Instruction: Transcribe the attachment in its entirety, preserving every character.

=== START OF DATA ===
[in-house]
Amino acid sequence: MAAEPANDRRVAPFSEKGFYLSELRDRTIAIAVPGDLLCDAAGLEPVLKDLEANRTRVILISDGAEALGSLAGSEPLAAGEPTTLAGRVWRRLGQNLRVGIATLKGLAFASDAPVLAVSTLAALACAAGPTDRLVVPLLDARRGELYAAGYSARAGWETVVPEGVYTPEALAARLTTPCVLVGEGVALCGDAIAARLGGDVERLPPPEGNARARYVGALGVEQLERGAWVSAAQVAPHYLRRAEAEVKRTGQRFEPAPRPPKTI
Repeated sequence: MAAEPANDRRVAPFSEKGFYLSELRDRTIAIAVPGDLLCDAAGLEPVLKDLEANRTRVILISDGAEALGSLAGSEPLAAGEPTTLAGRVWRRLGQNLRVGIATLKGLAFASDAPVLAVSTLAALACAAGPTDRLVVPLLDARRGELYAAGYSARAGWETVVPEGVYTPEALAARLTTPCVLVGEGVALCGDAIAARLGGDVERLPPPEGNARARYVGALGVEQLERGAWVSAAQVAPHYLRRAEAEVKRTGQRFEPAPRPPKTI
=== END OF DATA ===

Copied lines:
[in-house]
Amino acid sequence: MAAEPANDRRVAPFSEKGFYLSELRDRTIAIAVPGDLLCDAAGLEPVLKDLEANRTRVILISDGAEALGSLAGSEPLAAGEPTTLAGRVWRRLGQNLRVGIATLKGLAFASDAPVLAVSTLAALACAAGPTDRLVVPLLDARRGELYAAGYSARAGWETVVPEGVYTPEALAARLTTPCVLVGEGVALCGDAIAARLGGDVERLPPPEGNARARYVGALGVEQLERGAWVSAAQVAPHYLRRAEAEVKRTGQRFEPAPRPPKTI
Repeated sequence: MAAEPANDRRVAPFSEKGFYLSELRDRTIAIAVPGDLLCDAAGLEPVLKDLEANRTRVILISDGAEALGSLAGSEPLAAGEPTTLAGRVWRRLGQNLRVGIATLKGLAFASDAPVLAVSTLAALACAAGPTDRLVVPLLDARRGELYAAGYSARAGWETVVPEGVYTPEALAARLTTPCVLVGEGVALCGDAIAARLGGDVERLPPPEGNARARYVGALGVEQLERGAWVSAAQVAPHYLRRAEAEVKRTGQRFEPAPRPPKTI